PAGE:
Airbus is working with an organization in the Netherlands to beam data to aircraft from space. The technology will use lasers to connect planes with the internet, and could see speeds of up to 1.8 Gbps. In partnership with the Netherlands Organisation for Applied Scientific Research (TNO), Airbus aims to begin flight testing the system by mid-2022.
Sending WiFi via laser
Airbus has launched a program in partnership with the Netherlands Organisation for Applied Scientific Research (TNO) to develop a demonstrator laser communication terminal for aircraft. The demonstrator, known as UltraAir, will be the first to fully explore the benefits of beaming WiFi signals to aircraft from space, something Airbus says is set to be the “next revolution in satellite communications”.
UltraAir will facilitate communication between an aircraft in flight and a satellite in geostationary orbit. The technology will include a stable, precise optical mechatronic system, which Airbus hopes will provide unprecedented transmission rates, data security, and the capacity to meet the needs of the future.
While there are many benefits of this system for military and unmanned aerial vehicles (UAVs), this is not the only target market for the system. Airbus says that, in the longer term, such technology will allow airline passengers to connect to the internet at previously unimaginable speeds, and with more reliability and wider coverage than ever before.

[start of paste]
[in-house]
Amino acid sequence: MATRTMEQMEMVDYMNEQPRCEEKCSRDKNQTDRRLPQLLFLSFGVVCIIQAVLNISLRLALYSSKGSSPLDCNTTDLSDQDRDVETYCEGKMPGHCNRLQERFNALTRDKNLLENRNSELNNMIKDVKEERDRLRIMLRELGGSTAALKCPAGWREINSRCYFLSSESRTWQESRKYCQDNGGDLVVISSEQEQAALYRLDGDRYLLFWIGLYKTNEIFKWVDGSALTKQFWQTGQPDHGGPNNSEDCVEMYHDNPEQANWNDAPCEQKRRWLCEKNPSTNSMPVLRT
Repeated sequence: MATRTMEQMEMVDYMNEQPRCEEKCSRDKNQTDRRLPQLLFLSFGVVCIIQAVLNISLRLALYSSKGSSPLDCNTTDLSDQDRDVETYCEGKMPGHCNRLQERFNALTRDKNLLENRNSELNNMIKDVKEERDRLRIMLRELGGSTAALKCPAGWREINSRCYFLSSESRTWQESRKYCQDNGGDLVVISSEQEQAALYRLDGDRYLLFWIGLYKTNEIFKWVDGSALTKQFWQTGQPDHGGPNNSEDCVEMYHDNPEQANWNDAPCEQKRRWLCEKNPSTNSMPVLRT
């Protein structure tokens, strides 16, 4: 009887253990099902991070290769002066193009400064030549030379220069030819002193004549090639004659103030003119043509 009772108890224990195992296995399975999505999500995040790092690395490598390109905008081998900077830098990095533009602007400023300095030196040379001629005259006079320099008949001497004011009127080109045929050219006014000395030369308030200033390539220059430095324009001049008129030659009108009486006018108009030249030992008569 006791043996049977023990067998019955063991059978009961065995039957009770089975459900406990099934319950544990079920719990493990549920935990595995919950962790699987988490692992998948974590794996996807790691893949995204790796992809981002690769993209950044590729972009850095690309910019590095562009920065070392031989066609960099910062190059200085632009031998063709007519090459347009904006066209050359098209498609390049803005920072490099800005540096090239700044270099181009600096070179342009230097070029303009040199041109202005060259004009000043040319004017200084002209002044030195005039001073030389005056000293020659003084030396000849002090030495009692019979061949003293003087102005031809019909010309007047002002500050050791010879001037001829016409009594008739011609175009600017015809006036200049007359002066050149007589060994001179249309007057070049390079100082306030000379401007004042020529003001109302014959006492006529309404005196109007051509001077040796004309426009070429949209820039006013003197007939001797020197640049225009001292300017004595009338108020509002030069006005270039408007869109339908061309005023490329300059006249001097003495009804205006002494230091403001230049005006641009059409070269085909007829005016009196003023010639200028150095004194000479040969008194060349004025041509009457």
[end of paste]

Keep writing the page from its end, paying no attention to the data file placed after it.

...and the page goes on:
Key to this proposition is the SpaceDataHighway, a partnership project between Airbus and the European Space Agency. This highway uses lasers too, to relay information from low-Earth orbit satellites and airborne platforms via GEO satellite at exceptionally high speeds. Initially conceived as a rapid response mechanism for disaster relief and intervention, its capacity for relaying data at rates of 1.8 Gbps could be a crucial cog in the inflight WiFi of the future.
When can we expect to hear more?
Airbus is bringing its expertise in laser satellite communications to the table, while TNO is leveraging its experience in high-precision optomechatronics. Together, the team has the right tools to get this type of project off the ground.
In terms of testing, Airbus plans to prepare the technology for its first tests by the end of this year. These initial tests will be undertaken in laboratory conditions, in partnership with Airbus subsidiary Tesat. Tesat has extensive experience in laser communications itself, and will be involved in all the testing processes.
Next, ground testing will take place in Tenerife, earmarked for early 2022. During this test, connectivity will be established between an UltraAir demonstrator terminal and a geostationary satellite. Airbus plans to link up with Alphasat, an ESA satellite that was deployed in 2013. It remains the largest European satellite ever built, measuring 2.8 meters in length.
If all goes to plan, Airbus will begin flight testing the technology in mid-2022. We could therefore expect deployment in the commercial aviation space some two to four years after that.
Laser terminals are lighter, less power-hungry and more secure than radio frequency communications. With traditional Ku and Ka-band services hitting increasingly frequent bottlenecks, laser communications have the potential to solve a lot of aviation’s connectivity problems in the future.
This article is brought to you by Simple Flying Connectivity, a new category on Simple Flying dedicated to inflight connectivity. Click here to read all of our inflight connectivity content.